Love and AIDS in the Afternoon
by Cassandra Belek — TV Industry Professional
February 15, 2012 – 00:00
In 1995, General Hospital broke ground with its HIV/AIDS storyline centered on 16-year-old Robin Scorpio and her first love, Stone Cates. Robin and Stone had unprotected sex before Stone discovered he had contracted AIDS from a previous relationship. Robin learned she was HIV positive shortly before Stone’s death, a death still considered one of the saddest in daytime. Robin and Stone’s storyline received great praise for contributing to HIV/AIDS education and became one of the genre’s most memorable examples of incorporating social issues into storytelling.
Although the primary goal of a soap opera is to tell stories, using social issues gives soaps the opportunity to educate viewers as well, and the soap’s unique structure allows these stories to play out in real time. The genre can trace its use of social issues back to Agnes Nixon, creator of the recently departed One Life to Life and All My Children. Over the decades, soaps have featured storylines revolving around rape, abortion, cancer, addiction and so many more issues relevant to the everyday lives of women and men. But in the 1995, HIV/AIDS wasn’t relevant to millions of soap viewers until little Robin Scorpio was diagnosed as HIV positive.
Robin’s unique position on the General Hospital canvas made her diagnosis all the more shocking. Not only was she the daughter of a popular supercouple, but viewers had also seen Robin and her portrayer, Kimberly McCullough, age naturally from a child into a teen, a rarity in soaps. As a non-drug using heterosexual white female, Robin fell into a minority demographic of people infected with HIV at the time. However, by making an established character HIV positive, General Hospital brought HIV/AIDS directly into viewers’ homes at a time when misinformation and prejudice was rampant.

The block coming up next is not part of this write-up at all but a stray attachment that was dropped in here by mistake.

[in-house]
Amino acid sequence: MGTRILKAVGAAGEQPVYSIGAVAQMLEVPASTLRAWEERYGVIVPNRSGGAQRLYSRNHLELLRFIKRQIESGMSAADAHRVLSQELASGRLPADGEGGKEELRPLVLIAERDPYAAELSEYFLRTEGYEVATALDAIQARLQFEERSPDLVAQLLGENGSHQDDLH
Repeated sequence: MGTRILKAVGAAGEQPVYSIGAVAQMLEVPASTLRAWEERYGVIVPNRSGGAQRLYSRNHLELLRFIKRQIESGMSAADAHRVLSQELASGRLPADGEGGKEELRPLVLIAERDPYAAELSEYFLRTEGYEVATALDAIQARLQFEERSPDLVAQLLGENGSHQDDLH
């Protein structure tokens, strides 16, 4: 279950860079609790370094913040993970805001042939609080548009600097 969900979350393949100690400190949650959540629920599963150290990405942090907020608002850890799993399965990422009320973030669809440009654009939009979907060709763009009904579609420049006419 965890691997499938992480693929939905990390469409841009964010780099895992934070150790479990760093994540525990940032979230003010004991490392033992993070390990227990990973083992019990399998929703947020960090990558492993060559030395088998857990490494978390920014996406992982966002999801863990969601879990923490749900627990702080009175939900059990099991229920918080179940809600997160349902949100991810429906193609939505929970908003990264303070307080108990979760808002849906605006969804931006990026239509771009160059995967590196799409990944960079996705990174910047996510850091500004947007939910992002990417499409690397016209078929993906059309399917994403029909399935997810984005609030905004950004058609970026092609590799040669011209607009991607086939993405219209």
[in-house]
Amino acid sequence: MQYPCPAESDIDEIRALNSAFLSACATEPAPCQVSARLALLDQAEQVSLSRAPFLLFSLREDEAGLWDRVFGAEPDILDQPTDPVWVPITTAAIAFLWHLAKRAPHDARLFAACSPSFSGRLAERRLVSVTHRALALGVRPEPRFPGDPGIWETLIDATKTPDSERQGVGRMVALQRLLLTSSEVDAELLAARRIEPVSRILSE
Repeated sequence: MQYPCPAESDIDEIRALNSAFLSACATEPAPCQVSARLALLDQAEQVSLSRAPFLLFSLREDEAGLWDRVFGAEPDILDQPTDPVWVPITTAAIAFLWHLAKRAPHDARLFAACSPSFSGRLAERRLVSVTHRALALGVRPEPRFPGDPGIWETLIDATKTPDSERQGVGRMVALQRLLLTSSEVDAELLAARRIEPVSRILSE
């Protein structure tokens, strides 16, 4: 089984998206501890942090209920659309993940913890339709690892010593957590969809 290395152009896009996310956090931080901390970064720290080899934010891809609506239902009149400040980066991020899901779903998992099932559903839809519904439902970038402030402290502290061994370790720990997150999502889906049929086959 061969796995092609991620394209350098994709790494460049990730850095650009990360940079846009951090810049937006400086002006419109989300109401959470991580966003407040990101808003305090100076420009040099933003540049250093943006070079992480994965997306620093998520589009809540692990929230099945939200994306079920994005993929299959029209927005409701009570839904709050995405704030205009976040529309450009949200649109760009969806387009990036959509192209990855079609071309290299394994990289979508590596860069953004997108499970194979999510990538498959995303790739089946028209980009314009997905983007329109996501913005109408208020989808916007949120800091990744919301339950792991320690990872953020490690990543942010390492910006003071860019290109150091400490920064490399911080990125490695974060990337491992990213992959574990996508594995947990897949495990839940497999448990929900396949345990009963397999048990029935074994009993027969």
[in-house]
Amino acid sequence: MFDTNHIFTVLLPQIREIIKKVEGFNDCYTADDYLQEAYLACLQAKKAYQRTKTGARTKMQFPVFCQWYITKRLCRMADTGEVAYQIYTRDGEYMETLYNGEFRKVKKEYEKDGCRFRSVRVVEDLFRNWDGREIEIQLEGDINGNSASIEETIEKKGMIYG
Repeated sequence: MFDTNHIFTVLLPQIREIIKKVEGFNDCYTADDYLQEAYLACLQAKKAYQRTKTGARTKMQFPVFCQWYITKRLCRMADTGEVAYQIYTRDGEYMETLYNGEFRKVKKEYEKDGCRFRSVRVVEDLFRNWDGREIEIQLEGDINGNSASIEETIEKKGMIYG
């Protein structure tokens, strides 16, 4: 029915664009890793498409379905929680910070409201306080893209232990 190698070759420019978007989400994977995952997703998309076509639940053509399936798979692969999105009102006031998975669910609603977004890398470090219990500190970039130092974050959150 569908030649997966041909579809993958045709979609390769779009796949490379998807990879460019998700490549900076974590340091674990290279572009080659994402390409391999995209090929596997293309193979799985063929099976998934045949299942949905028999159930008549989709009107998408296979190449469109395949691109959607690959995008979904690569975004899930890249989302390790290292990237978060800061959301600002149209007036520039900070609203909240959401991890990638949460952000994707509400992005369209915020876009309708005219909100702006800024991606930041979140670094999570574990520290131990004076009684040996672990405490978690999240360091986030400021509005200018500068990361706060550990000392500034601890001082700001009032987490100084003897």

Not every socially relevant storyline on soaps is handled as well as Robin and Stone’s was. Soaps do run the risk of misrepresenting issues. Characters with cancer are suddenly pushed to the backburner, or addictions develop and are overcome within a week. These missed opportunities to properly educate viewers can be harmful, but is it more harmful that these opportunities are disappearing as more and more soaps are cancelled? Could the education and awareness that resulted from Robin and Stone’s HIV/AIDS storyline have been possible outside of a daytime soap opera? Can the talk shows replacing soaps have the same educational and emotional impact on daytime viewers?
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